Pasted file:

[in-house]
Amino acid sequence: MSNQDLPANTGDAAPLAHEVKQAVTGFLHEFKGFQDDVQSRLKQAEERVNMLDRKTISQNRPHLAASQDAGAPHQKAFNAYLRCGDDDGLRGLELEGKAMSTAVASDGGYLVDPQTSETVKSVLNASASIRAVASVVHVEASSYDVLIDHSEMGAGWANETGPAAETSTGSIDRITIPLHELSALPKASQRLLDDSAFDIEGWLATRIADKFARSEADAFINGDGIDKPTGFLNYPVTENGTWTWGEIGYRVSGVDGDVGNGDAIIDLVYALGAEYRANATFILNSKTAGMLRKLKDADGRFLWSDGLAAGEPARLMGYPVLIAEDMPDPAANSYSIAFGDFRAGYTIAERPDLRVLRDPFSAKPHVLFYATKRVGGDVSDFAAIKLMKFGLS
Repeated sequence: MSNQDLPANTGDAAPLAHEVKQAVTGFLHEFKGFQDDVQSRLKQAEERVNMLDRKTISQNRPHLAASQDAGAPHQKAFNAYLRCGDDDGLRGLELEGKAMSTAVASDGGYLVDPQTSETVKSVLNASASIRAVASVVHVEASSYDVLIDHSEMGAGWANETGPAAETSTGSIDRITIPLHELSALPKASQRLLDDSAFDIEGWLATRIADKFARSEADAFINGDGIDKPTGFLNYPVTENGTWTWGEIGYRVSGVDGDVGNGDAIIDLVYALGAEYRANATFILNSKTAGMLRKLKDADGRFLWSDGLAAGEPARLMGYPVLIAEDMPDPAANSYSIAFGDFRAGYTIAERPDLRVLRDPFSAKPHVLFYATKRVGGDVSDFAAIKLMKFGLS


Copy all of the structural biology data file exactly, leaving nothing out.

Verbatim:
[in-house]
Amino acid sequence: MSNQDLPANTGDAAPLAHEVKQAVTGFLHEFKGFQDDVQSRLKQAEERVNMLDRKTISQNRPHLAASQDAGAPHQKAFNAYLRCGDDDGLRGLELEGKAMSTAVASDGGYLVDPQTSETVKSVLNASASIRAVASVVHVEASSYDVLIDHSEMGAGWANETGPAAETSTGSIDRITIPLHELSALPKASQRLLDDSAFDIEGWLATRIADKFARSEADAFINGDGIDKPTGFLNYPVTENGTWTWGEIGYRVSGVDGDVGNGDAIIDLVYALGAEYRANATFILNSKTAGMLRKLKDADGRFLWSDGLAAGEPARLMGYPVLIAEDMPDPAANSYSIAFGDFRAGYTIAERPDLRVLRDPFSAKPHVLFYATKRVGGDVSDFAAIKLMKFGLS
Repeated sequence: MSNQDLPANTGDAAPLAHEVKQAVTGFLHEFKGFQDDVQSRLKQAEERVNMLDRKTISQNRPHLAASQDAGAPHQKAFNAYLRCGDDDGLRGLELEGKAMSTAVASDGGYLVDPQTSETVKSVLNASASIRAVASVVHVEASSYDVLIDHSEMGAGWANETGPAAETSTGSIDRITIPLHELSALPKASQRLLDDSAFDIEGWLATRIADKFARSEADAFINGDGIDKPTGFLNYPVTENGTWTWGEIGYRVSGVDGDVGNGDAIIDLVYALGAEYRANATFILNSKTAGMLRKLKDADGRFLWSDGLAAGEPARLMGYPVLIAEDMPDPAANSYSIAFGDFRAGYTIAERPDLRVLRDPFSAKPHVLFYATKRVGGDVSDFAAIKLMKFGLS